The German government approves the European Commission’s proposal to lift the ban on endothermic engines in the EU from 2035.

Europe’s top economy has been under pressure from other Western nations to become less dependent on Russian gas, but its plans to phase out coal-fired power plants by 2030 and to shut its nuclear power plants by end-2022 have left it with few options.

Economy Minister Robert Habeck has described the accelerated capacity expansion for renewable energy as a key element in making the country less dependent on Russian fossil fuel supplies. According to the paper, the corresponding amendment to the country’s Renewable Energy Sources Act (EEG) is ready and the share of wind or solar power should reach 80% by 2030.

By then, Germany’s onshore wind energy capacity should double to up to 110 gigawatts (GW), offshore wind energy should reach 30 GW – arithmetically the capacity of 10 nuclear plants – and solar energy would more than triple to 200 GW, the paper showed.

Germany and renewable sources: “the energy of freedom”

German Finance Minister Christian Lindner (in the opening picture) has referred to renewable electricity sources as “the energy of freedom”. Germany’s new government committed to having 15 million electric cars on the road by 2030 and phasing out the sale of petrol and diesel vehicles before an EU ban, slated for 2035, comes into force. But it also pledged to continue to allow the sale of combustion engine vehicles that run on synthetic fuels.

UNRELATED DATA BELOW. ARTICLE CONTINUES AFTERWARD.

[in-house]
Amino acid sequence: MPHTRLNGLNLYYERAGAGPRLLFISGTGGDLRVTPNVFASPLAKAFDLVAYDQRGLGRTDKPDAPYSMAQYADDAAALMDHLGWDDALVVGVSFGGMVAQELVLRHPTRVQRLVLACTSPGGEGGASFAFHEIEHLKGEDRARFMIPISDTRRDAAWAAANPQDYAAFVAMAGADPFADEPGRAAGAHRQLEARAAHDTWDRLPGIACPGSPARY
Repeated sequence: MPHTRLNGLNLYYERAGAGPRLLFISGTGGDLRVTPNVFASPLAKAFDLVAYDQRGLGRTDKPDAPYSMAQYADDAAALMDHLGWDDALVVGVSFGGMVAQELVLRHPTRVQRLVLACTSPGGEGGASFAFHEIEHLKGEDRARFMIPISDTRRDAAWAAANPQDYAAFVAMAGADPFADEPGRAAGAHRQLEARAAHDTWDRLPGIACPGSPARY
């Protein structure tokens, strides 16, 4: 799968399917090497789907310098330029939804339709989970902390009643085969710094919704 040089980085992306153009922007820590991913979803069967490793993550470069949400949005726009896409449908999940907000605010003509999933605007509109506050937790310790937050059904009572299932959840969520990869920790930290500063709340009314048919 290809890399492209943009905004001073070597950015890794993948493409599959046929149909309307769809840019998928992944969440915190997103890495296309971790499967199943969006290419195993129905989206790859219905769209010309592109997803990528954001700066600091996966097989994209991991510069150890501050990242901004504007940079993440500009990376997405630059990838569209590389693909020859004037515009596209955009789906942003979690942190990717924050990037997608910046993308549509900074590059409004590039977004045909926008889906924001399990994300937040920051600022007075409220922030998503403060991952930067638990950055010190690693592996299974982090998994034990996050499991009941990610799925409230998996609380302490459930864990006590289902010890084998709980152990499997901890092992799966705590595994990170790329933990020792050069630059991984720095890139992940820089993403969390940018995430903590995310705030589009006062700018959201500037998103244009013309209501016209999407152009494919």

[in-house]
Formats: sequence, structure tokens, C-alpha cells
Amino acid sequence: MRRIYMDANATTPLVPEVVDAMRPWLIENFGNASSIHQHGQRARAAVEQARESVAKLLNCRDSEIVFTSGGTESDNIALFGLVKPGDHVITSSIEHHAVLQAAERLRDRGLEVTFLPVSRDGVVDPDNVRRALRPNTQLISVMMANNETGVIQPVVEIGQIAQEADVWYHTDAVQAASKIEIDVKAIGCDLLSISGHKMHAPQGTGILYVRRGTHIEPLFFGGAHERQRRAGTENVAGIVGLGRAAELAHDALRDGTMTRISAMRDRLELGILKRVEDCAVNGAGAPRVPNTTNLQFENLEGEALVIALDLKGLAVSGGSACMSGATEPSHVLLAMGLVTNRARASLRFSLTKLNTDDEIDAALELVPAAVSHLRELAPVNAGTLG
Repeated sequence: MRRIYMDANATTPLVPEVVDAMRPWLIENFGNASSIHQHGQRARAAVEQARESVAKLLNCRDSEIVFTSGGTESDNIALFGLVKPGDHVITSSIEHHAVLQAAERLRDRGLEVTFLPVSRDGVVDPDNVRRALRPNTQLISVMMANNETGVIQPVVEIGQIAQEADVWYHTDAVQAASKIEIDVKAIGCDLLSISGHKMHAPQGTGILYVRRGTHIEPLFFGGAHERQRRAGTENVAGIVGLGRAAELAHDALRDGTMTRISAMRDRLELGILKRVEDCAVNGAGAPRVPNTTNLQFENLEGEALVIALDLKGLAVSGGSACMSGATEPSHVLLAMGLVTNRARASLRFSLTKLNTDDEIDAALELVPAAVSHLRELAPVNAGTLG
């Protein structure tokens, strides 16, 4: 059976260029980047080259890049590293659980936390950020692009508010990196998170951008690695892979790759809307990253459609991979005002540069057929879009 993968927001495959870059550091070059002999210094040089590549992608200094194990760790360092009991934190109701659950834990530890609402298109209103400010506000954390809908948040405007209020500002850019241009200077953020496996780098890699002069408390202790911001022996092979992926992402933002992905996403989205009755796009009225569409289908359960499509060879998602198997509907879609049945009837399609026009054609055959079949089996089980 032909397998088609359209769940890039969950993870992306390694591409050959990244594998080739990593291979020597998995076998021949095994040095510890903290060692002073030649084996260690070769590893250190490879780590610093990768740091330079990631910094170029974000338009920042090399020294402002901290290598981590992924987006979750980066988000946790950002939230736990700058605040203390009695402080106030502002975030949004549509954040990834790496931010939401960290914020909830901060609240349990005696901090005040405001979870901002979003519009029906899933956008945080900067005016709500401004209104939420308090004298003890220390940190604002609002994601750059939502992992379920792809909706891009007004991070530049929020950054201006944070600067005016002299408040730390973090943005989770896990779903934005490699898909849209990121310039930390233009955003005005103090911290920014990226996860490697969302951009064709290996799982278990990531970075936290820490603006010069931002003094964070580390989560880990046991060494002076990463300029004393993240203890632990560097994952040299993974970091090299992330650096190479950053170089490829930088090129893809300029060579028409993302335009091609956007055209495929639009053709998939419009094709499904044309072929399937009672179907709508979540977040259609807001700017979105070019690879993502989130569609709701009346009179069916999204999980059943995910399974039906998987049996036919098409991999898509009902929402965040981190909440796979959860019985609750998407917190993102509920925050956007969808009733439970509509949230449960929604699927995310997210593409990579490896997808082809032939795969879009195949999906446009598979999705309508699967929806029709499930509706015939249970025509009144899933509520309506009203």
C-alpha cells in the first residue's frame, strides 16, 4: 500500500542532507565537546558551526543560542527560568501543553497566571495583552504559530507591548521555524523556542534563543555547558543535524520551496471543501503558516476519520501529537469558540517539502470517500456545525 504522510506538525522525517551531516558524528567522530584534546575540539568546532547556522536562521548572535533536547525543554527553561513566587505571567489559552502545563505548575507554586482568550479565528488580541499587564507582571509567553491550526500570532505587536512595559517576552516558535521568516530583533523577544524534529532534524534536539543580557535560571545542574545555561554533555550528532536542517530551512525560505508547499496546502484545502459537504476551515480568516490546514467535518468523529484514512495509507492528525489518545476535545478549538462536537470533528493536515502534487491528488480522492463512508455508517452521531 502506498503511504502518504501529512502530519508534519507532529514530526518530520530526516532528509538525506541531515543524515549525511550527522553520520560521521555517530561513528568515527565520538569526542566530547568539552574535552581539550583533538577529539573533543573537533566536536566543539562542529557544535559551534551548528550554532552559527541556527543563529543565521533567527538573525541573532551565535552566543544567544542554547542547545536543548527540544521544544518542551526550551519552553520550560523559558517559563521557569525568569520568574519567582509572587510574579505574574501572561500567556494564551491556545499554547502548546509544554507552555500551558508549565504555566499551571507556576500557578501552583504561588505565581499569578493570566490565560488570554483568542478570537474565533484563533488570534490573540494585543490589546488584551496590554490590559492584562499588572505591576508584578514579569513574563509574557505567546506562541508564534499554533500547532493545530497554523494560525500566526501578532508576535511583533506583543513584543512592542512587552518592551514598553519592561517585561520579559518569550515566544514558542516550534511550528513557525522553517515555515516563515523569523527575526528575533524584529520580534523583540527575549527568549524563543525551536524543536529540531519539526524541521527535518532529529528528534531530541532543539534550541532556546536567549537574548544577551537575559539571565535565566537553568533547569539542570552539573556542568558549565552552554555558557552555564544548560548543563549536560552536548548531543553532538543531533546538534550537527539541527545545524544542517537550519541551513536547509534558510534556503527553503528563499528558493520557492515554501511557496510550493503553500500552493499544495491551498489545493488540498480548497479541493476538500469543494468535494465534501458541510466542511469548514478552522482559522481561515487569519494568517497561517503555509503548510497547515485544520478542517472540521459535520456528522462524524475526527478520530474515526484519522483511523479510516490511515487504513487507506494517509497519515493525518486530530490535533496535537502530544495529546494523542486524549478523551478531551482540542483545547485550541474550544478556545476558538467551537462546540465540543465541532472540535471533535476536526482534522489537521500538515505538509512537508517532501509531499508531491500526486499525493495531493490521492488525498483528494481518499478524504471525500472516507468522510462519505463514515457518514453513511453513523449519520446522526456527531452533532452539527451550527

We welcome the new position expressed in recent days by the German government with respect to the European Commission’s proposal to ban internal combustion engines in the EU from 2035”. This is what Paolo Scudieri, president of Italian ANFIA and Adler-Pelzer Group declares, regarding the new position expressed in recent days by the German government. “We agree in believing that this technology can, on the other hand, make an important contribution to the decarbonisation of mobility through the use of synthetic fuels and biofuels, as well as in supporting the need for a neutral technological approach, which leaves room for more solutions for reducing CO2 emissions, instead of focusing exclusively on the electric vehicle”.

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